How Your Body Is Telling You That You Aren’t Getting Enough Magnesium (And 5 Foods That’ll Up Your Intake)

Photo: Stocksy/Carina König
Despite the fact that magnesium is an incredibly important nutrient in the body, magnesium-rich foods aren't talked about nearly as frequently as much as we fuss over our protein, vitamin D, and iron intake. This is unfortunate, as magnesium deficiency is incredibly common.

“Magnesium is an unsung hero in the mineral world and plays a role in a slew of functions in the human body including muscle function, energy production, bone health, nerve function, even heart health," says Lauren Manaker, MS, RDN, LD, CLEC. "And some studies show that magnesium can play a role in reducing anxiety and supporting sleep.” Current magnesium guidelines recommend 400–420 mg/day for men and 310–320 mg/day for women (more specific breakdowns here).

Experts In This Article

So what does that actually look like in terms of food? “There are a number of great food sources for magnesium,” says Sheri Kasper, RDN, LDN, a registered dietitian at FRESH Communications. Below, she highlights a few of the best.

The top 5 foods high in magnesium

1. Almonds (1 oz roasted): 80 mg

“A serving of almonds provides nearly 20 percent of the magnesium needed in a day," says Kasper. "Additionally, they are rich in healthy fat, protein, and fiber.”

2. Spinach (1/2 cup cooked): 78 mg

According to Kasper, spinach is rich in many nutrients that most Americans don’t get enough of—including magnesium, fiber, and iron.

3. Black Beans (1/2 cup cooked): 60 mg

“Black beans are rich in plant-based protein, fiber, and many different vitamins and minerals, magnesium included,” Kasper says.

4. Farmed Salmon: (3 ounces cooked): 26 mg

“90 percent of Americans don’t consume the recommended eight to 12 ounces of seafood each week. Farmed salmon packs heart-healthy omega-3s, magnesium and is considered a best choice for pregnant women and children, so it’s safe for the whole family.”

5. Milk (1 cup): 24-26 mg

According to Kasper, dairy milk is rich in many essential nutrients needed to support bone and blood pressure, such as potassium, magnesium, calcium, and vitamin D.

Unfortunately, despite all these delicious and versatile options, Taylor Fazio, MS, RD, CDN, wellness advisor at The Lanby, underlines that about 30 percent of adults are deficient in magnesium. And while you can get magnesium through food, 50 percent of people in the U.S. consume less than the recommended daily amount.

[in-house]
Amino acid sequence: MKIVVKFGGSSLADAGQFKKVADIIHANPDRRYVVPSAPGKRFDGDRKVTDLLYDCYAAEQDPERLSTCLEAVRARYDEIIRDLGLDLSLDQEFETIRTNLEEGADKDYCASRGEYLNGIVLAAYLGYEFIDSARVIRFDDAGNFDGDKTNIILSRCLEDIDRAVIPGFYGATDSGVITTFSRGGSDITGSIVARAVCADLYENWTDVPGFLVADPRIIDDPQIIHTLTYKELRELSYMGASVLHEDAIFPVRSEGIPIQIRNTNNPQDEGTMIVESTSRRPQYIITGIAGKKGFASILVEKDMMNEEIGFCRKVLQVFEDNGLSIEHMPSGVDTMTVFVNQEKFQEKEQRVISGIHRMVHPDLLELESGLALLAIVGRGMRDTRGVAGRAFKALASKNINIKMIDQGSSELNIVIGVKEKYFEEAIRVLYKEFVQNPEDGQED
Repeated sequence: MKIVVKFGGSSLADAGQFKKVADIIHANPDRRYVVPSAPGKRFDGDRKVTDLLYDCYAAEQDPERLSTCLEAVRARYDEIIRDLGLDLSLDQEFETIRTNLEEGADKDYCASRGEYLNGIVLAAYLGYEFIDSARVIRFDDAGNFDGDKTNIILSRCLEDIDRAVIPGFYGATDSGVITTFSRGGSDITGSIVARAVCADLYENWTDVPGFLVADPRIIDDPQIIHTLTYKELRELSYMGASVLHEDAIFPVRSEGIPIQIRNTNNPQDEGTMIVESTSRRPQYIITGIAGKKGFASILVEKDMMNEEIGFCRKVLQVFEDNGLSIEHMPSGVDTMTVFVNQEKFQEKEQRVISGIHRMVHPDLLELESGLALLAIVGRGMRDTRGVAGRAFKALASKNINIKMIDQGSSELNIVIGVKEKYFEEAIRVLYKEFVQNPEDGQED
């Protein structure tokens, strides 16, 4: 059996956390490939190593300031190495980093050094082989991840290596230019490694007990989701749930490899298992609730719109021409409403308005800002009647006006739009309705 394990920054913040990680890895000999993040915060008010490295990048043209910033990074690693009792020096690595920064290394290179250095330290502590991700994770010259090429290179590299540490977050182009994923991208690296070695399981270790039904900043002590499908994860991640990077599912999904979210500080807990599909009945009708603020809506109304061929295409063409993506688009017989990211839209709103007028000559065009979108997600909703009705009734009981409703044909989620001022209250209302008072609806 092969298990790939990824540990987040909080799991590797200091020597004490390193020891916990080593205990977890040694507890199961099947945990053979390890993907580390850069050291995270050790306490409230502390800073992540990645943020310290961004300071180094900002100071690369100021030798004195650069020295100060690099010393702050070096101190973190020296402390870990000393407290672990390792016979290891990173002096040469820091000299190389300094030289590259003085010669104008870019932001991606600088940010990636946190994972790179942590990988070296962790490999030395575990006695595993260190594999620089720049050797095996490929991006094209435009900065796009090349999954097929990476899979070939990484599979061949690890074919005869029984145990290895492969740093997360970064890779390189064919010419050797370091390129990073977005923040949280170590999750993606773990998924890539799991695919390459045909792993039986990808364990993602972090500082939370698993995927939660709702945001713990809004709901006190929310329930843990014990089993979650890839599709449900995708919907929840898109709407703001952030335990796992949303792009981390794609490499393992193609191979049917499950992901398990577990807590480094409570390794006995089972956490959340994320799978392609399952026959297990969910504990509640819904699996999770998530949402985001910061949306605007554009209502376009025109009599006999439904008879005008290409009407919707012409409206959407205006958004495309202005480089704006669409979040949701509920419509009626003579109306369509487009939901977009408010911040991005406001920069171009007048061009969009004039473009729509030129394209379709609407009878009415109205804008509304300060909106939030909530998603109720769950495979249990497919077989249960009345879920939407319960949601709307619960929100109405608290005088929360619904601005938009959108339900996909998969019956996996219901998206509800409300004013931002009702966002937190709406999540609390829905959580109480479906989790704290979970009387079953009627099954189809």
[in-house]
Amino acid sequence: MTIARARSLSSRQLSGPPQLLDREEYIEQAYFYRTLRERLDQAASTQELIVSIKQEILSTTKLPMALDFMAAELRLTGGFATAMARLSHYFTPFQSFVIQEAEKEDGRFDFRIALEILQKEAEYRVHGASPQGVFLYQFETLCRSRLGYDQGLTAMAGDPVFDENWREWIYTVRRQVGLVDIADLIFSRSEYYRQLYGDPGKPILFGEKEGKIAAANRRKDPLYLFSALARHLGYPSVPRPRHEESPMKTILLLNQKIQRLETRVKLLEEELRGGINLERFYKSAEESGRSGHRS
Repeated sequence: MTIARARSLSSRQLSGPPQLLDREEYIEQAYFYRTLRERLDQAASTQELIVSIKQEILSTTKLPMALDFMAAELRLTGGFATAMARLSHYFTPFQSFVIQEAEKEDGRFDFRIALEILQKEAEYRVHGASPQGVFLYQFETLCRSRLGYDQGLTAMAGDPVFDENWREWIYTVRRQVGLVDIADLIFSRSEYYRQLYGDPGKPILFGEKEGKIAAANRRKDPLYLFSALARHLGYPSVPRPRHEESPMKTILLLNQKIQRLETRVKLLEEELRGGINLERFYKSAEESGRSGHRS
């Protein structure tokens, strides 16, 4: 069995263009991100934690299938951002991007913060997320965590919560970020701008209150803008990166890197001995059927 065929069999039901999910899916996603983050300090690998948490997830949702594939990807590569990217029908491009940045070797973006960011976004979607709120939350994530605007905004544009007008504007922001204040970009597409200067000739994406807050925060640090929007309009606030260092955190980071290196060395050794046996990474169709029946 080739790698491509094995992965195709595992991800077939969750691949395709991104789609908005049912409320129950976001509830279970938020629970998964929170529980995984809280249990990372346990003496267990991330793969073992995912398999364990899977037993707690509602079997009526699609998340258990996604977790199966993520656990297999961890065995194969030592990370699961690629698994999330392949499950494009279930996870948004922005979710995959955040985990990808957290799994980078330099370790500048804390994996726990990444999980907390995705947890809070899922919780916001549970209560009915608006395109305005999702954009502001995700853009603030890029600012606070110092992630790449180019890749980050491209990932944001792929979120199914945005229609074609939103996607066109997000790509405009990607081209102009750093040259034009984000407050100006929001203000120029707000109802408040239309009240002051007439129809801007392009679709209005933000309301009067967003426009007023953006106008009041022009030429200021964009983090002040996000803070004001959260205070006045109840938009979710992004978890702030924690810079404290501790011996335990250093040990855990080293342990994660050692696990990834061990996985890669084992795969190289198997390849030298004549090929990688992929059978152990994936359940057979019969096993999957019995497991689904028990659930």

The major problem is that most healthy people don’t experience symptoms of magnesium deficiency in the short term because the kidneys can compensate by retaining it more efficiently. Over time, however, deficiency can result in a few key symptoms.

Magnesium deficiency symptoms

Muscle Cramps: Among the symptoms that may signal a magnesium deficiency, Kasper says that one of the most common is muscle cramps. This is related to the fact that magnesium is involved in muscle contractions.

Fatigue and Weakness: “Because low magnesium is often associated with low potassium levels, which is believed to cause weakness, especially in muscles,” says Kasper.

Altered Heart Rhythm: “Magnesium, potassium, sodium, and calcium are electrolytes that help regulate muscles and many other body functions, including your heart. With extreme magnesium deficiency, some people experience a faster than normal heart rate,” says Kasper.

Neurological Symptoms: “Magnesium plays an important role in proper nerve function,” says Kasper. “When deficient in magnesium, some people experience neurological symptoms varying from a light tingling in extremities to a seizure.”

Osteoporosis: “Magnesium aids in the regulation of blood calcium levels, and, in turn, can impact the amount of calcium available to build and maintain strong bones,” says Melissa Rifkin, MS, RD, CDN. “A deficiency may lead to weaker bones and, if not treated, over time could lead to the development of osteoporosis.”

High Blood Pressure: “Current observational studies suggest a magnesium deficiency has been identified as a risk factor for heart disease and may raise blood pressure,” says Rifkin.

So... does this mean we should all preemptively supplement? No. Most people can get the magnesium they need from eating a diet rich in healthy foods like whole grains, nuts and seeds, vegetables, seafood, and dairy. That said, Kasper notes that certain life stages, some medical conditions and some medications require special attention to magnesium and may warrant supplementation. It’s important to discuss these factors with your doctor before taking a supplement. “Some of those special circumstances include pregnancy, individuals with low magnesium due to kidney disease, type 2 diabetes, and digestive diseases. Also, medications such as those used to treat osteoporosis, some antibiotics, proton pump inhibitors, and others may interfere with magnesium absorption in a variety of ways,” Kasper says.

Bottom line? Do as Popeye does, and eat your spinach.

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